But when enough people decide they are no longer capable of supporting every program that our legislators are capable of dreaming up, and vote accordingly, at least we will have a fighting chance.

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Monday, June 21, 2010

Thinking ahead....

I remember Phyllis Diller saying one time that she didn't care if the kids wrote in the dust on the furniture, as long as they didn't write the date.

Phyllis's words of wisdom came to mind the other evening while I was watching people walk by our Libertarian Party booth at the Wayne County Fair.

A young girl walked by with what I assume was her boyfriend's name tattooed across her chest. I know a big portion of our society isn't really into long term relationships, but maybe this young lady thinks she is committed to spending the rest of her life with her current beau.

Or maybe she just thinks she'll always be able to find a partner named "Cameron".

Or maybe she just wasn't thinking.

Friday, June 18, 2010

It just keeps getting better...

If she decides to keep me around for another week, next Sunday Susan and I will have been married for 34 years. We've raised 3 great children, who married three great spouses, who in turn have presented us with 4 terrific grandkids (with another one on the way next month).

She kept me around when I wasn't much of a husband, changed diapers when it was really my turn, picked up after me, kept my books, and supported me in every hair-brained idea and elusive dream I ever came up with.

She brought me back to church, and she's been my best friend for 36 years.

You might think that would be enough, but.....

This week I asked her what she wanted for our anniversary. She told me she wanted a new walking mower so that I wouldn't have start it for her like I do with the old one.

They don't make 'em like that anymore.

Monday, June 14, 2010

Do as I say, not as I do....

You've probably seen the above video. It's North Carolina Congressman Bob Etheridge roughing up a person that approached him to ask some questions of the Congressman. I did some checking, and found out that assaulting a federal official, when bodily contact occurs, can be considered a Class D felony.

That means if the young man had done to Mr. Etheridge, what Mr. Etheridge did to the young man, that young man could be facing 20 years in prison, a $100,000.00 fine, and then deportation.

I somehow doubt Mr. Etheridge is facing any of those.

I don't know what it is that makes our elected officials think they are more important than us regular citizens. Last year I had THIS EXPERIENCE with a bunch of legislators that got moved to the front of the line because their "work" was somehow more important than anyone else's.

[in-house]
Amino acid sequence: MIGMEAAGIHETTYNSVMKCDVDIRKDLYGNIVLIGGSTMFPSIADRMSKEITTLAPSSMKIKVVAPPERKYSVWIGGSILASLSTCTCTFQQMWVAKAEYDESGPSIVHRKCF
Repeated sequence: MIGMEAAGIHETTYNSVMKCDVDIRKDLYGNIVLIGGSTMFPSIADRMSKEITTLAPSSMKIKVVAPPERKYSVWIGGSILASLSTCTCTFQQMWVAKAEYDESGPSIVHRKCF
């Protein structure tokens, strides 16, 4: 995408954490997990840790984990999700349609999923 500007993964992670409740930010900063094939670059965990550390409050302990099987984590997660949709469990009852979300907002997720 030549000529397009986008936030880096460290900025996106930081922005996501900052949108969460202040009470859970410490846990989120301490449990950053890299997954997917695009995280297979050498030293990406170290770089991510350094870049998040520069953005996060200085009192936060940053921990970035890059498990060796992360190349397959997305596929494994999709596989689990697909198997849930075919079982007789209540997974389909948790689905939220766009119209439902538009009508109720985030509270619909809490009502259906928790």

Back in 2005, ONE OF OUR LOCAL LEGISLATORS used his position to stonewall the Henry County Prosecutor after the legislators son was involved in a fatal hit and run accident.

It's their fault that our legislators continue to grant themselves special privilege, and ignore the laws they place on the rest of us.

It's our fault that we continue to allow it.

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Saturday, June 12, 2010

Decisions, decisions...

So far I've made it through 58 years of this life. I'd like to think I've made some good decisions in those years. I know I've made some bad ones, too. One thing about making decisions, though, is that you don't always know if it was a good decision or a bad decision until well after you've made it. Like buying Enron stock.

And then there are times when you know right away if it was a good decision or a bad decision as soon as you make it. Like letting that pitch go right down the middle.

And some decisions you just know are bad even before they're made. I read This Story today about how New York is going to borrow money from a pension account so that they can use the money to make payments into the same account.

I haven't really decided what would make anyone think that is a good idea.

Wednesday, June 09, 2010

When it rains, it pours...

Whenever somebody asked him if it was going to rain, my Dads standard answer was, "It'll be a long dry spell if it doesn't". As always, he was right. I don't recall a time when it didn't rain eventually.

I'm hoping the same forces apply now when I wonder if it's going to stop raining. I suppose it will be a long wet spell if it doesn't.

But I also realize that there is a possibility, however remote, that someday it might stop raining and never start again, and by the same token, there is also the possibility, however remote, that it might start raining and never stop. The latter possibility seems a little less remote after the last couple of weeks. And when it comes right down to it, I don't suppose there's anything we could do about it, anyway.